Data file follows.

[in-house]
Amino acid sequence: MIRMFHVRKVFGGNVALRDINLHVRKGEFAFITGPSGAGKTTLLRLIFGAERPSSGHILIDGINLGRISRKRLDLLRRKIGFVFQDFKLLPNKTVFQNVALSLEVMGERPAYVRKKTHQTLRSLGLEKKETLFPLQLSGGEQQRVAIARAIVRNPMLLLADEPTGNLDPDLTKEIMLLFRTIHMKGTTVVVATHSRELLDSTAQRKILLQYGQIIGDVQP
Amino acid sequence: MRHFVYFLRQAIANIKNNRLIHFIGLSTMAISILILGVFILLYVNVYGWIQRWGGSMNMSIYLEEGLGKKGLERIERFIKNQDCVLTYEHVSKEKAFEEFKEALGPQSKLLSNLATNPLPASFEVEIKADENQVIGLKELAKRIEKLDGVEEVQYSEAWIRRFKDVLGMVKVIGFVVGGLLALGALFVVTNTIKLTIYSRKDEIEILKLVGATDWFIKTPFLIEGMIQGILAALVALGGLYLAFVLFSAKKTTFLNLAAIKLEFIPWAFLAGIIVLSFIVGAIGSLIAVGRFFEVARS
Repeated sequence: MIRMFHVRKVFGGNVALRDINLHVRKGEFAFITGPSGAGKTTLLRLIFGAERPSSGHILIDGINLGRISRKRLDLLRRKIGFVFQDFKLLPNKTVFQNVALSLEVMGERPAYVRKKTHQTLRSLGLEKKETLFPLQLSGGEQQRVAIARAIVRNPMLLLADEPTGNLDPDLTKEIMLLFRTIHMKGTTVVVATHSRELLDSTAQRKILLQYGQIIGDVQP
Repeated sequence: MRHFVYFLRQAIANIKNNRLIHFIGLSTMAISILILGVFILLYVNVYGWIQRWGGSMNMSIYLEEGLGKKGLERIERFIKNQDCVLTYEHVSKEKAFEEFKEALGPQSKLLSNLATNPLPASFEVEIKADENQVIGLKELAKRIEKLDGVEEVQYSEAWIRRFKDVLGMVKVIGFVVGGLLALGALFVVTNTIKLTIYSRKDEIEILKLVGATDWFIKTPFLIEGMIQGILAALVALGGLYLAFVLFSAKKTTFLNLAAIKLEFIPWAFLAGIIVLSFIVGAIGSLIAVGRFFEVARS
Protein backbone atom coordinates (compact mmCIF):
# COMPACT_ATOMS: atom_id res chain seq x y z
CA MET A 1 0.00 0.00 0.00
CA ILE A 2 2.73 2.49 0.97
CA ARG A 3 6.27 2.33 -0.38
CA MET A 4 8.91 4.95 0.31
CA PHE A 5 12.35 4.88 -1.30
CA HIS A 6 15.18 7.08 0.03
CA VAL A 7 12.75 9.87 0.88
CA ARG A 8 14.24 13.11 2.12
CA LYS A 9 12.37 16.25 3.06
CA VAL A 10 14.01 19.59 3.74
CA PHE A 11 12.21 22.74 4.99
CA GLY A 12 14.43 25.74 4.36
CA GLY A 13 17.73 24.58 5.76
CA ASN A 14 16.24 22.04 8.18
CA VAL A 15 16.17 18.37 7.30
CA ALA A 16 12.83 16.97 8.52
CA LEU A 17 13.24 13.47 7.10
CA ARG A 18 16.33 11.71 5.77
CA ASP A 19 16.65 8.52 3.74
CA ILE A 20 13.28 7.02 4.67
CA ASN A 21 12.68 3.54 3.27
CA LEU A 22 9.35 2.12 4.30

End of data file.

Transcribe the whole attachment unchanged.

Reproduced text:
[in-house]
Amino acid sequence: MIRMFHVRKVFGGNVALRDINLHVRKGEFAFITGPSGAGKTTLLRLIFGAERPSSGHILIDGINLGRISRKRLDLLRRKIGFVFQDFKLLPNKTVFQNVALSLEVMGERPAYVRKKTHQTLRSLGLEKKETLFPLQLSGGEQQRVAIARAIVRNPMLLLADEPTGNLDPDLTKEIMLLFRTIHMKGTTVVVATHSRELLDSTAQRKILLQYGQIIGDVQP
Amino acid sequence: MRHFVYFLRQAIANIKNNRLIHFIGLSTMAISILILGVFILLYVNVYGWIQRWGGSMNMSIYLEEGLGKKGLERIERFIKNQDCVLTYEHVSKEKAFEEFKEALGPQSKLLSNLATNPLPASFEVEIKADENQVIGLKELAKRIEKLDGVEEVQYSEAWIRRFKDVLGMVKVIGFVVGGLLALGALFVVTNTIKLTIYSRKDEIEILKLVGATDWFIKTPFLIEGMIQGILAALVALGGLYLAFVLFSAKKTTFLNLAAIKLEFIPWAFLAGIIVLSFIVGAIGSLIAVGRFFEVARS
Repeated sequence: MIRMFHVRKVFGGNVALRDINLHVRKGEFAFITGPSGAGKTTLLRLIFGAERPSSGHILIDGINLGRISRKRLDLLRRKIGFVFQDFKLLPNKTVFQNVALSLEVMGERPAYVRKKTHQTLRSLGLEKKETLFPLQLSGGEQQRVAIARAIVRNPMLLLADEPTGNLDPDLTKEIMLLFRTIHMKGTTVVVATHSRELLDSTAQRKILLQYGQIIGDVQP
Repeated sequence: MRHFVYFLRQAIANIKNNRLIHFIGLSTMAISILILGVFILLYVNVYGWIQRWGGSMNMSIYLEEGLGKKGLERIERFIKNQDCVLTYEHVSKEKAFEEFKEALGPQSKLLSNLATNPLPASFEVEIKADENQVIGLKELAKRIEKLDGVEEVQYSEAWIRRFKDVLGMVKVIGFVVGGLLALGALFVVTNTIKLTIYSRKDEIEILKLVGATDWFIKTPFLIEGMIQGILAALVALGGLYLAFVLFSAKKTTFLNLAAIKLEFIPWAFLAGIIVLSFIVGAIGSLIAVGRFFEVARS
Protein backbone atom coordinates (compact mmCIF):
# COMPACT_ATOMS: atom_id res chain seq x y z
CA MET A 1 0.00 0.00 0.00
CA ILE A 2 2.73 2.49 0.97
CA ARG A 3 6.27 2.33 -0.38
CA MET A 4 8.91 4.95 0.31
CA PHE A 5 12.35 4.88 -1.30
CA HIS A 6 15.18 7.08 0.03
CA VAL A 7 12.75 9.87 0.88
CA ARG A 8 14.24 13.11 2.12
CA LYS A 9 12.37 16.25 3.06
CA VAL A 10 14.01 19.59 3.74
CA PHE A 11 12.21 22.74 4.99
CA GLY A 12 14.43 25.74 4.36
CA GLY A 13 17.73 24.58 5.76
CA ASN A 14 16.24 22.04 8.18
CA VAL A 15 16.17 18.37 7.30
CA ALA A 16 12.83 16.97 8.52
CA LEU A 17 13.24 13.47 7.10
CA ARG A 18 16.33 11.71 5.77
CA ASP A 19 16.65 8.52 3.74
CA ILE A 20 13.28 7.02 4.67
CA ASN A 21 12.68 3.54 3.27
CA LEU A 22 9.35 2.12 4.30